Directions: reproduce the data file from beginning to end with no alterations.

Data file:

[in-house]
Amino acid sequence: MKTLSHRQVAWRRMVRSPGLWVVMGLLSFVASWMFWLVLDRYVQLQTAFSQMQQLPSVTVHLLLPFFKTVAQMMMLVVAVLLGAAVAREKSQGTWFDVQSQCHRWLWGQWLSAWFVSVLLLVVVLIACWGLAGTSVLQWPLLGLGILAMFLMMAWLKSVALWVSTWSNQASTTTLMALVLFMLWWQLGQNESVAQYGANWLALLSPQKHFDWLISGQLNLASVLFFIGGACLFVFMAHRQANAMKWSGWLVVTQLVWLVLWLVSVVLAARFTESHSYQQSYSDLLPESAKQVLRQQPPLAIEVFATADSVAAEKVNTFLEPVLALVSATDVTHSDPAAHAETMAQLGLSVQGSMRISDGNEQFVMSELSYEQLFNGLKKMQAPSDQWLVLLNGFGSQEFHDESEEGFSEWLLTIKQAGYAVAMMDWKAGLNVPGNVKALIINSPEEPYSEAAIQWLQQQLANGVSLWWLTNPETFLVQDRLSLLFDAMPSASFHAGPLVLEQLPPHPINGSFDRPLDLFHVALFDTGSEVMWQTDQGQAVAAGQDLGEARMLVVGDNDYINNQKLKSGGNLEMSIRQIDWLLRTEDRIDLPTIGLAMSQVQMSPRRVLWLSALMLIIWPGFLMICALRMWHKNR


[in-house]
Amino acid sequence: MKTLSHRQVAWRRMVRSPGLWVVMGLLSFVASWMFWLVLDRYVQLQTAFSQMQQLPSVTVHLLLPFFKTVAQMMMLVVAVLLGAAVAREKSQGTWFDVQSQCHRWLWGQWLSAWFVSVLLLVVVLIACWGLAGTSVLQWPLLGLGILAMFLMMAWLKSVALWVSTWSNQASTTTLMALVLFMLWWQLGQNESVAQYGANWLALLSPQKHFDWLISGQLNLASVLFFIGGACLFVFMAHRQANAMKWSGWLVVTQLVWLVLWLVSVVLAARFTESHSYQQSYSDLLPESAKQVLRQQPPLAIEVFATADSVAAEKVNTFLEPVLALVSATDVTHSDPAAHAETMAQLGLSVQGSMRISDGNEQFVMSELSYEQLFNGLKKMQAPSDQWLVLLNGFGSQEFHDESEEGFSEWLLTIKQAGYAVAMMDWKAGLNVPGNVKALIINSPEEPYSEAAIQWLQQQLANGVSLWWLTNPETFLVQDRLSLLFDAMPSASFHAGPLVLEQLPPHPINGSFDRPLDLFHVALFDTGSEVMWQTDQGQAVAAGQDLGEARMLVVGDNDYINNQKLKSGGNLEMSIRQIDWLLRTEDRIDLPTIGLAMSQVQMSPRRVLWLSALMLIIWPGFLMICALRMWHKNR